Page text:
Every day, I work with both working and aspiring screenwriters to help push their screenwriting careers forward. While every writer takes their own, unique path to success, I have seen some commonalities emerge, i.e. things that are often done by those who do find success along their path. In my previous column, I wrote about what NOT to do as you’re working to build your screenwriting career. This time, let’s focus on the things that you SHOULD do in order to move your screenwriting career from pure aspiration to one that is effectively and consistently building.
Ideas are every screenwriters’ life blood. They are the seeds of every script, every television pilot, and rarely are they just stumbled onto. Many managers get their writers in the practice of generating a set number of ideas on a regular basis, in the hopes that, in time, a winning, marketable one which capitalized on the writer’s strengths will present itself. So, get in the habit of cultivating and collecting strong cinematic ideas early. As your career progresses, this will serve you well.
DO continue to improve your craft.
Whether you’re taking a weekend workshop, opening a new screenwriting book or signing up for a screenwriting class, continue to challenge yourself to improve your craft. Working writers consistently look for new ways to access the work and for new angles into screenwriting. Similarly, writers on the verge should respect that screenwriting is, indeed, a craft, and therefore understand the necessity to continue to educate themselves.
DO work to improve velocity.
While early in your writing career you should be writing for quality and not for speed since it will take some time to get from draft to draft. As you progress from script to script, your velocity should improve as well. If writing consistently, by your third or fourth script, you should be seeing the time it takes to get from outline to final draft become significantly shorter. Once you become a working writer, expectations will be high: Pro feature writers are expected to generate a new feature spec every 4-6 months, while TV staff writers who are “in the room” often have 1 week to generate an episode.
DO get ample notes from known sources on your script.
Film is a highly collaborative medium in which many people will have to “buy into” your script and your vision in order for it come to life. Getting notes on your screenplay or pilot from reputable sources such as working producers or directors with a strong analytical eye, other writers, or reputable, paid analysts is the best way to vet the work. See where it succeeds or fails, and make any necessary adjustments in order to ensure that it’s received as you intended by the industry. Becoming a working screenwriter often means being merciless with your work. It’s the writers who are willing to sacrifice a little ego for a better screenplay who often make it to the top.
DO conduct research about your subject matter.
It’s your job to be an expert about whatever makes it into your script. No matter how big or small a detail, make sure that it’s authentic. Industry executives look for you to be an authority on the subject matter; don’t allow them to dismiss you for getting a technical detail wrong. A writer once sent me a script in which the protagonist’s cell phone was stolen, after which she promptly got in the car and made a call. When I called the screenwriter on this error – a car can not make a call without a phone in tact – the writer retorted that “well, I don’t drive, so it’s not for me to know.” If it’s in your script, you better be sure about it.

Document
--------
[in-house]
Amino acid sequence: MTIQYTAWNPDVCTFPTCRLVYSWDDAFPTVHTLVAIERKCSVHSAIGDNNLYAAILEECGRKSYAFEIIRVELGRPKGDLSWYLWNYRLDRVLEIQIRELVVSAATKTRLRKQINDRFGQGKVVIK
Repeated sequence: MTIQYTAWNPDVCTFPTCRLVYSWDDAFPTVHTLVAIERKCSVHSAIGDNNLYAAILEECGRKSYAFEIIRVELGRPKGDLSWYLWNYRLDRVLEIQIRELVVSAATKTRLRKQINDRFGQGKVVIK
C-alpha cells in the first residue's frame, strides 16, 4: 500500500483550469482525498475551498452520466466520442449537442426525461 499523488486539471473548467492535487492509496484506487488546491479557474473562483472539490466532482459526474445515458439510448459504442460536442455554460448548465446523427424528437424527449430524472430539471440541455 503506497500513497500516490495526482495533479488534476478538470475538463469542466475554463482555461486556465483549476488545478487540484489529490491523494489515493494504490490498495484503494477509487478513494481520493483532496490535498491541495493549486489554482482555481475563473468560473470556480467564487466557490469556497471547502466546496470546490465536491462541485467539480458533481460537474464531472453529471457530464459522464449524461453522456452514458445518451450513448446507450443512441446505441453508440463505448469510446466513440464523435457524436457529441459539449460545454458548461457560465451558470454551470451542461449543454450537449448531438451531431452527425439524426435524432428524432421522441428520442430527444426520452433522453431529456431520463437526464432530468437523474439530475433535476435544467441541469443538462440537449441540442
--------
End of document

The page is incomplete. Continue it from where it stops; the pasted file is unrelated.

DO network regularly.
Your network is not going to be there, ready and waiting, when you emerge with your next screenplay without you putting some work into it. Therefore, while you’re writing, be sure to connect with the people in your network for coffee, or just touch base over email. Be sure to share your wins with your network – if you’ve won a screenwriting contest, launched into a working relationship with a production company, or secured representation – to continuously remind everyone in your network that you are a vetted, valid source of original content.
DO keep abreast of industry news and trends.
As an aspiring professional, it’s your responsibility to keep informed about what’s happening (in broad strokes) in the industry space. With all the great free content out there, there really is no excuse not to do your homework: Subscribe to breaking news alerts and news roundups from such sources as Studio System News and Deadline.com, and keep up with what’s happening in the spec market with Jason Scoggins’ super informative Scoggins Report, which covers both pitch and spec sales on a monthly and annual basis.
DO follow up on the work.
Once you send your work out there, don’t abandon it! Whether requested as part of a pitch event, introduced through a friend, or requested through a service like Virtual Pitch Fest, be sure to follow up professionally and consistently to ensure that the work arrived safely, and that you are available for feedback. Start by checking in with the executive on the receiving end every 2-3 weeks, to see if he had a chance to review the work. If 10 weeks pass and you’ve yet to receive an answer, then all indications are that the material is not of interest.